6-8 pond-raised catfish fillets, 4-6 oz. each
4 teaspoons Frank Davis Seafood Seasoning
1 cup peanut oil
1 pound crab claw meat
1 pound crawfish tails
3 pounds peeled and butterflied shrimp
1 pound crab fingers
1/2 teaspoon cayenne pepper
1/3 cup all purpose flour
1 medium-large onion, diced
6 cloves garlic, minced
2/3 cup celery, diced
1/3 cup bell pepper, diced
3 medium Portabella mushrooms, diced
3 carrots, small-chunked
1/2 cup green onion tops, thinly sliced
1/4 cup parsley, minced
3 cans Rotel tomatoes with chilies
Juice of one lemon + zest
1/2 cup white wine
1 cup chicken stock
2 bay leaves
1 teaspoon Worcestershire sauce
2 teaspoon sweet basil
6-8 cups cooked long grain rice

Start off by cutting each fillet into three or four pieces, depending upon how big they are.

Then generously sprinkle each piece with two teaspoons of the seafood seasoning, drop them into the cup of hot peanut oil in a 12-inch non-stick skillet, and fry them until they become crispy and golden brown all over.

When they're done, drain all the pieces on several thicknesses of paper towels.

But before you begin preparing the 'courtbouillion,' sprinkle the remaining two teaspoons of seasoning on the peeled shrimp and toss them around thoroughly. Set the shrimp aside for a while.

Next, as we say in Louisiana, 'make a roux' by slowly cooking together about a third cup of the peanut oil you used to fry the catfish and an equivalent amount of all-purpose flour.

Keep in mind that you don't want a heavy, dark, Cajun roux, just one that barely turns a beige color (about 5 minutes is all it should take).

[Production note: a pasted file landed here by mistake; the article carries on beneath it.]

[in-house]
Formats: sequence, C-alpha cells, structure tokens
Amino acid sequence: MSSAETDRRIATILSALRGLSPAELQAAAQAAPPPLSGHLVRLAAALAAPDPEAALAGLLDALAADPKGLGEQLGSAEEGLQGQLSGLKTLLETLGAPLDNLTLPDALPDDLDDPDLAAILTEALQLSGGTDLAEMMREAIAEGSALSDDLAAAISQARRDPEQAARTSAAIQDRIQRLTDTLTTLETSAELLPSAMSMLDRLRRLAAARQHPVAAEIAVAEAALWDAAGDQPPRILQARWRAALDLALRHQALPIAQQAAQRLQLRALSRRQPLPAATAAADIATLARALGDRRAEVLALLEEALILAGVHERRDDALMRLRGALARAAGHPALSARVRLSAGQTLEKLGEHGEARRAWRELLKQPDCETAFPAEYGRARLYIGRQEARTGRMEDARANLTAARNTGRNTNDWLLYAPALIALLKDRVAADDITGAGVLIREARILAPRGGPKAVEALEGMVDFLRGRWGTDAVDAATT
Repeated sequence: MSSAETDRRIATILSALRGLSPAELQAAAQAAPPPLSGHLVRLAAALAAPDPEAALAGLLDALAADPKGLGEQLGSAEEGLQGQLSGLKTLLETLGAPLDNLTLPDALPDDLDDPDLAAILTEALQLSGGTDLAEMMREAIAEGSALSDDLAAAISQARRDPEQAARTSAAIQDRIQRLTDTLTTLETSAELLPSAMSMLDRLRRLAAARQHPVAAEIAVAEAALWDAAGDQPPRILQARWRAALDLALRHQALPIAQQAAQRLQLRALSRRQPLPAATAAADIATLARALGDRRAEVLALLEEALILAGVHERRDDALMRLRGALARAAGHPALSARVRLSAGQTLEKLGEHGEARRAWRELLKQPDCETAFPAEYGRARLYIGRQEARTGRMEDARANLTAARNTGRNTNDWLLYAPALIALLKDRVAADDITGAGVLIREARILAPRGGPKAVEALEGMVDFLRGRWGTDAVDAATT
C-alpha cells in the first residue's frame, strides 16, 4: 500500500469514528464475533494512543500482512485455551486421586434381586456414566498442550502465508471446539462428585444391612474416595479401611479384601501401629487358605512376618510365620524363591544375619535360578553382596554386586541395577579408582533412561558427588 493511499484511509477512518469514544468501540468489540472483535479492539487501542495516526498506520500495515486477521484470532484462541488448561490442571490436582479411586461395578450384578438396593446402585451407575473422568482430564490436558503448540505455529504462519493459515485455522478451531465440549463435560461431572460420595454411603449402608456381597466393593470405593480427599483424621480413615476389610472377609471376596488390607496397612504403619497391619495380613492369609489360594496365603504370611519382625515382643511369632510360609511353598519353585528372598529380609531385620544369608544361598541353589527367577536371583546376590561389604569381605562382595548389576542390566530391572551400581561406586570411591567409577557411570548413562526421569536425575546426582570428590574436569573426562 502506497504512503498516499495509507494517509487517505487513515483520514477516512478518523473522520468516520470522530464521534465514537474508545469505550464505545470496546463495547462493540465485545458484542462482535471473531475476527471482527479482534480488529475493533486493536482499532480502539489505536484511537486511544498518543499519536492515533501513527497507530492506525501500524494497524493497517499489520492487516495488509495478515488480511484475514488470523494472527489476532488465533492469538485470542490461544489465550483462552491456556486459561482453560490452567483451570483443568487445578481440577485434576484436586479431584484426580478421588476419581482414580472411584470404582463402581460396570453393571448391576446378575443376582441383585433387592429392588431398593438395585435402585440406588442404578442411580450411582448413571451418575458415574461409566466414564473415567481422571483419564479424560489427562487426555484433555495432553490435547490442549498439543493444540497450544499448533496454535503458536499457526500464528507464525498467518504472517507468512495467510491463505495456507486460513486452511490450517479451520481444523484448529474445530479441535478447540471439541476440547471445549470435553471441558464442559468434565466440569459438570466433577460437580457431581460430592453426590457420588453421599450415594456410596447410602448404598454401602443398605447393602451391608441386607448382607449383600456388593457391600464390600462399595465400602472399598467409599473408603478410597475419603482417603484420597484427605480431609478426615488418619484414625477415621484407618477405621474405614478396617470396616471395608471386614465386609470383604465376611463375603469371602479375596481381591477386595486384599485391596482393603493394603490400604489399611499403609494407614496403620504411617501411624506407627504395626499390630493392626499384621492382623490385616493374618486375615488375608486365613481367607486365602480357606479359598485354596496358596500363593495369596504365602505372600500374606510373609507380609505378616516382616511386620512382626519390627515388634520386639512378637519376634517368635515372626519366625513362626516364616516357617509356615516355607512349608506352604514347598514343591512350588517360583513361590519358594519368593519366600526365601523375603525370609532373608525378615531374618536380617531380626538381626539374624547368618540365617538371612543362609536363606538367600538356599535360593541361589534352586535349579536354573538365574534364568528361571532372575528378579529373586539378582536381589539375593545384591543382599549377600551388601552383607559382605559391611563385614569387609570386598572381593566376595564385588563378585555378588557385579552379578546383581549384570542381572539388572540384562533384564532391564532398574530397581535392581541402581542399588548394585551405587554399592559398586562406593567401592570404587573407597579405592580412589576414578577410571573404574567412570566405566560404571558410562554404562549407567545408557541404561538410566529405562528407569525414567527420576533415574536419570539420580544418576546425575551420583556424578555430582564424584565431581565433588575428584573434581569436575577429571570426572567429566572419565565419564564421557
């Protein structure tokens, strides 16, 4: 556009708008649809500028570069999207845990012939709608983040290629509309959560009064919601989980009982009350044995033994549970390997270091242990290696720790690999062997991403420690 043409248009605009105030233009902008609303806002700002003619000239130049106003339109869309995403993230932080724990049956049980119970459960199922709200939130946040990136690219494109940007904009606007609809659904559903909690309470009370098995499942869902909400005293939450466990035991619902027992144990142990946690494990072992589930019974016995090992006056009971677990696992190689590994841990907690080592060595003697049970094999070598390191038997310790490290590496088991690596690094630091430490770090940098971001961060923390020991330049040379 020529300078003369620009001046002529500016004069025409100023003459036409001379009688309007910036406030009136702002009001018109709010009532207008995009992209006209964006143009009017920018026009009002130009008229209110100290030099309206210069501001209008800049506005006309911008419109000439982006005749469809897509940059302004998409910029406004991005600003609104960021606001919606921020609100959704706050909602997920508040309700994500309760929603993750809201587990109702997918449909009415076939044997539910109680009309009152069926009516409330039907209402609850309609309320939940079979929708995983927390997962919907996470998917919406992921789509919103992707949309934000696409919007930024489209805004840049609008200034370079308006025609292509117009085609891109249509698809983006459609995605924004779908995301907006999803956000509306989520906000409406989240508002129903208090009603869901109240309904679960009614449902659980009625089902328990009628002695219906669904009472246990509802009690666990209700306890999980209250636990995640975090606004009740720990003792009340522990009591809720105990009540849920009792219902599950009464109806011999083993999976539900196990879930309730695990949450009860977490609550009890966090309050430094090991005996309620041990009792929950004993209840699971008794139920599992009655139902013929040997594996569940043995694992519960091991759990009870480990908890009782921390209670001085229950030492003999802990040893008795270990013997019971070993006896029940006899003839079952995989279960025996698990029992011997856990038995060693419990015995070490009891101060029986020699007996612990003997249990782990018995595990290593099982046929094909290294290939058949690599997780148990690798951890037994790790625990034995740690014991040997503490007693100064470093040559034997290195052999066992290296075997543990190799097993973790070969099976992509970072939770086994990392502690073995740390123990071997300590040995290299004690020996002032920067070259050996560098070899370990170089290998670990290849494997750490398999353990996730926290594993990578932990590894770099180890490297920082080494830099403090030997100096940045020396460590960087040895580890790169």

Then, in a large shallow-sided brazier, reheat the remaining oil and saute the onions, garlic, celery, bell pepper, mushrooms, carrots, green onions, and parsley over medium heat. This should take about 6-8 minutes.

Now stir into the vegetable mixture the Rotel tomatoes, lemon juice and zest, white wine, chicken stock, bay leaves, Worcestershire sauce, and basil and blend everything together well.

Then over a low flame, cover the pan and simmer the ingredients for about 15 minutes or until they create a rich flavorful stock that's the courtbouillion!

After the allotted time, begin adding the remaining seafood (except the pre-cooked catfish and the crab fingers).

Note: From this point on, use a large rubber spatula instead of a chef's spoon to combine the ingredients by 'folding' (the spatula is less likely to break up the seafood).

Next, a small amount at a time, fold in and dissolve just enough of the roux to thicken the courtbouillion to the consistency of a very light pancake batter (depending upon your tastes, it may take most of the roux you made).

Finally, place all of the fried fish pieces into the pan, gently nestling each piece into the sauce so that no piece layers on top of any other piece.

At this point, lower the heat once again, re-cover the pan, and heat the courtbouillion for about 20 minutes to piping hot; but, again, do not stir because now this would break up the fish.

If you must mix the ingredients to blend them further, gently agitate the pan with the lid in place from side to side. But at all costs, try your best not to break up the fish.

When you're ready to eat, spoon the Chubby Checker Courtbouillion gently over a plate of hot buttered rice, garnish with a handful of crab fingers, and serve with a hot crispy French bread roll and a chilled tossed green salad.

With a couple of bowls of this, you could actually win a 'Twist' contest!


Chef's Notes:

Your finished courtbouillion can be made a day in advance and stashed in the refrigerator until you're ready to serve it to your family and friends. Simply place it in a warming oven to reheat, but, again, do not stir and break up the fish pieces.